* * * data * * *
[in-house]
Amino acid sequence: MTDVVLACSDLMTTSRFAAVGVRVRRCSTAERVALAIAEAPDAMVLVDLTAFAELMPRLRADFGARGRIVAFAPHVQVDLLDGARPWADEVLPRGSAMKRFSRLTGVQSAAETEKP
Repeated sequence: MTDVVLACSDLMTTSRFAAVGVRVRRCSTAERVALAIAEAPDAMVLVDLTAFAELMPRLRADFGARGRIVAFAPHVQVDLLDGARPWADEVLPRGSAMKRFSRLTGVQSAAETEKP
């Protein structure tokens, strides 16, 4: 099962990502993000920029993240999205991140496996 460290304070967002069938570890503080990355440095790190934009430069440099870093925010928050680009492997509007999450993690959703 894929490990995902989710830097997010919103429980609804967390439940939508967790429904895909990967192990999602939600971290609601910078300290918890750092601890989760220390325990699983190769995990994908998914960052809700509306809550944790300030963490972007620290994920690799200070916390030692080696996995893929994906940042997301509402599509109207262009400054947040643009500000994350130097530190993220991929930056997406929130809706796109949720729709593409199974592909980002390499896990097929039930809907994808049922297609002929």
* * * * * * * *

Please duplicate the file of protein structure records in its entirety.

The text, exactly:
[in-house]
Amino acid sequence: MTDVVLACSDLMTTSRFAAVGVRVRRCSTAERVALAIAEAPDAMVLVDLTAFAELMPRLRADFGARGRIVAFAPHVQVDLLDGARPWADEVLPRGSAMKRFSRLTGVQSAAETEKP
Repeated sequence: MTDVVLACSDLMTTSRFAAVGVRVRRCSTAERVALAIAEAPDAMVLVDLTAFAELMPRLRADFGARGRIVAFAPHVQVDLLDGARPWADEVLPRGSAMKRFSRLTGVQSAAETEKP
């Protein structure tokens, strides 16, 4: 099962990502993000920029993240999205991140496996 460290304070967002069938570890503080990355440095790190934009430069440099870093925010928050680009492997509007999450993690959703 894929490990995902989710830097997010919103429980609804967390439940939508967790429904895909990967192990999602939600971290609601910078300290918890750092601890989760220390325990699983190769995990994908998914960052809700509306809550944790300030963490972007620290994920690799200070916390030692080696996995893929994906940042997301509402599509109207262009400054947040643009500000994350130097530190993220991929930056997406929130809706796109949720729709593409199974592909980002390499896990097929039930809907994808049922297609002929």